At the beginning of December, LDP secretary-general Nikai said that while he respected the feelings of the prefectural chapter, he wanted to coordinate with Komeito.
As of mid-December, it appeared that the LDP would, indeed, back Saito. That has angered not only the local LDP chapter but also its advisor, former LDP policy chief Fumio Kishida.
Speaking to reporters earlier this month, Kishida said he could not understand the reason for backing the Komeito candidate. He warned that close cooperation between the two parties over a candidate was particularly crucial for Hiroshima’s third district, because 100,000 votes were needed to secure victory.
In past elections, Komeito’s strategy has been to field only a few candidates for the 289 single-seat districts in the Lower House. Meanwhile, for the 176 proportional representation seats, Komeito has drawn between six and eight million votes.
The party backs LDP candidates in single district seats, where votes from Komeito supporters can make the difference between victory and defeat — especially if the margin of an LDP candidate’s victory is only several thousand votes.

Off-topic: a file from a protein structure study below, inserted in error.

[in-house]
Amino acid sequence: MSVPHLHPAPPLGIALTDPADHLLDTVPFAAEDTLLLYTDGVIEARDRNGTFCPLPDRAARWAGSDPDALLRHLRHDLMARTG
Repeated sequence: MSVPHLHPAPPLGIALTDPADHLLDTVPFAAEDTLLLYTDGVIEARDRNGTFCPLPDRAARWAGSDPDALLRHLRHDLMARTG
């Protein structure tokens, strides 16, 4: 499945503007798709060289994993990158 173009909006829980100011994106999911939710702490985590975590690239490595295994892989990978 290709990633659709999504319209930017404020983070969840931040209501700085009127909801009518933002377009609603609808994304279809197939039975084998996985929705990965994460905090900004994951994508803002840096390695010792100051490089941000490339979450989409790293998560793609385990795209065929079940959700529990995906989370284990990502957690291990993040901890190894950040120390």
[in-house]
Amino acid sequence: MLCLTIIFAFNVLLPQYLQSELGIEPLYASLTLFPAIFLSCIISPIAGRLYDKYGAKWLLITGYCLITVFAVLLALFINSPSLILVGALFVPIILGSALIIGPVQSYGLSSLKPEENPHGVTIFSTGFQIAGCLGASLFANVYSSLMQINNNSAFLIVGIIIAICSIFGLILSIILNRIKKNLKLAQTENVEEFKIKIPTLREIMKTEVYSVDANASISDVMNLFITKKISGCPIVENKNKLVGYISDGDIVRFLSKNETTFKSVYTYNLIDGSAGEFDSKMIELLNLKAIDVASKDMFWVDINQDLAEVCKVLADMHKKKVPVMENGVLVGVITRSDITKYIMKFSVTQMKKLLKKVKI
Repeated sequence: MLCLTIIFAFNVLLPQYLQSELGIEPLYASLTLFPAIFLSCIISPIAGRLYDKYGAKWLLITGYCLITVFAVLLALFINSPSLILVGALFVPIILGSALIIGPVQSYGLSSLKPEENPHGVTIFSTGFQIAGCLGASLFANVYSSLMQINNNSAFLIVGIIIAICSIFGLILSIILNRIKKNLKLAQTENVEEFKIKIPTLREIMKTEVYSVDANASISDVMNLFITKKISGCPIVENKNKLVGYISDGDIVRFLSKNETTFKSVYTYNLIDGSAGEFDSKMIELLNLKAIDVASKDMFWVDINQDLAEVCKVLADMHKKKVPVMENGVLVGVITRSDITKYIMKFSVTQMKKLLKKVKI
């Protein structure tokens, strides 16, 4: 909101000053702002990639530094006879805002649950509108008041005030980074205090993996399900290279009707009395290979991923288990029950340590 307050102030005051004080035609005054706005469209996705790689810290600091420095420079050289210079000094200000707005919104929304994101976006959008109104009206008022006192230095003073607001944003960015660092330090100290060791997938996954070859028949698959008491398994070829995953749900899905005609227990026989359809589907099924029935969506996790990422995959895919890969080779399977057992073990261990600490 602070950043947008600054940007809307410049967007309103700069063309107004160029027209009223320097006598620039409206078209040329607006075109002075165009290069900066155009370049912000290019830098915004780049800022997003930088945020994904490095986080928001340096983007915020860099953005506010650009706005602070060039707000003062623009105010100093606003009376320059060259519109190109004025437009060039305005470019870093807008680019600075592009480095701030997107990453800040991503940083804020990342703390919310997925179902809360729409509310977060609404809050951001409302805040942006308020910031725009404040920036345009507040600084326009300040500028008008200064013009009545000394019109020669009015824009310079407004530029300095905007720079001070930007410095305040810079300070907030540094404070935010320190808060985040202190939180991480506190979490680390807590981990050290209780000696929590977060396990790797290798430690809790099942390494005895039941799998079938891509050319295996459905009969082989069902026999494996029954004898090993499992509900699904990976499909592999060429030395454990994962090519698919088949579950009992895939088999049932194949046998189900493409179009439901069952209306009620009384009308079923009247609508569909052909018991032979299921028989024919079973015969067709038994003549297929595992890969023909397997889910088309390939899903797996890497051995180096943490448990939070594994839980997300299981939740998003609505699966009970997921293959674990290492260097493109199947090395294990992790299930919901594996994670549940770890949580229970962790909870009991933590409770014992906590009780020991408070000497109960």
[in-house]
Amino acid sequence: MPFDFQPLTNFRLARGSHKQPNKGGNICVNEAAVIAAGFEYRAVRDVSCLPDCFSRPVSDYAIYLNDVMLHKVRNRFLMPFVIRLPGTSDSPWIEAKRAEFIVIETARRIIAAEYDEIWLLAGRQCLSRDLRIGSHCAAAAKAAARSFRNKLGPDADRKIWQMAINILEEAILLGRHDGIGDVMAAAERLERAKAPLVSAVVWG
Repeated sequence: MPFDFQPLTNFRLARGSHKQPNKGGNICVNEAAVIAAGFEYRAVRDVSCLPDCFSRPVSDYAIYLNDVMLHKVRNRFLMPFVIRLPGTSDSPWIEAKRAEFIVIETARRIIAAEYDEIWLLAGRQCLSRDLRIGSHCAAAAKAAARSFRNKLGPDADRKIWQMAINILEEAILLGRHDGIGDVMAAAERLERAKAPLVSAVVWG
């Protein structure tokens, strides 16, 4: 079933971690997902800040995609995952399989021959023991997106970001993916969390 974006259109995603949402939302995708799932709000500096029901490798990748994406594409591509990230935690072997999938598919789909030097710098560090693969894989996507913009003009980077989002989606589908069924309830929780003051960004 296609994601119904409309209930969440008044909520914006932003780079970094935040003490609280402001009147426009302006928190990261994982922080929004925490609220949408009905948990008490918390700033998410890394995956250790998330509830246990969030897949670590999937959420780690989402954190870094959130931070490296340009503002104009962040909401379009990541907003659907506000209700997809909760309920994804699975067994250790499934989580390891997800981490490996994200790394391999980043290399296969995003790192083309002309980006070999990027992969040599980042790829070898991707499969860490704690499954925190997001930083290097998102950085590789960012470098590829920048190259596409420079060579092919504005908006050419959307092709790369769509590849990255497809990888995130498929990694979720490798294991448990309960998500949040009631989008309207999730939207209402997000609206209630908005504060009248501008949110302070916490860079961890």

What other challenges are Suga and Komeito likely to face in coming months?
The most immediate challenge for the working relationship between the parties could be changes in Komeito’s leadership.
Komeito senior officials like 68-year-old Yamaguchi are close to senior LDP officials like 81-year-old Nikai.
But Yamaguchi, who has led the party since 2009, promoted acting secretary-general Keiichi Ishii, 62, to the role of secretary-general in September in an effort to lay the groundwork for his succession as party leader.
With veteran Komeito heavyweights such as former party president Akihiro Ota, 75, and vice president Yoshihisa Inoue, 73, not expected to seek another term, Ishii is likely to find himself working without their influence with senior LDP members following the next election.
Ota was particularly close to former Prime Minister Shinzo Abe, who campaigned on his behalf in 2017 and called him one of the main pillars of the party.
Meanwhile, within the LDP, it is not clear whether the younger generations of politicians have, or will want, the same kind of relationship between their party and Komeito as has been maintained since 1999.
Given Komeito’s power to amass millions of votes for LDP candidates, however, they may still decide that it is better to cooperate rather than run the risk of losing votes from Komeito supporters at election time.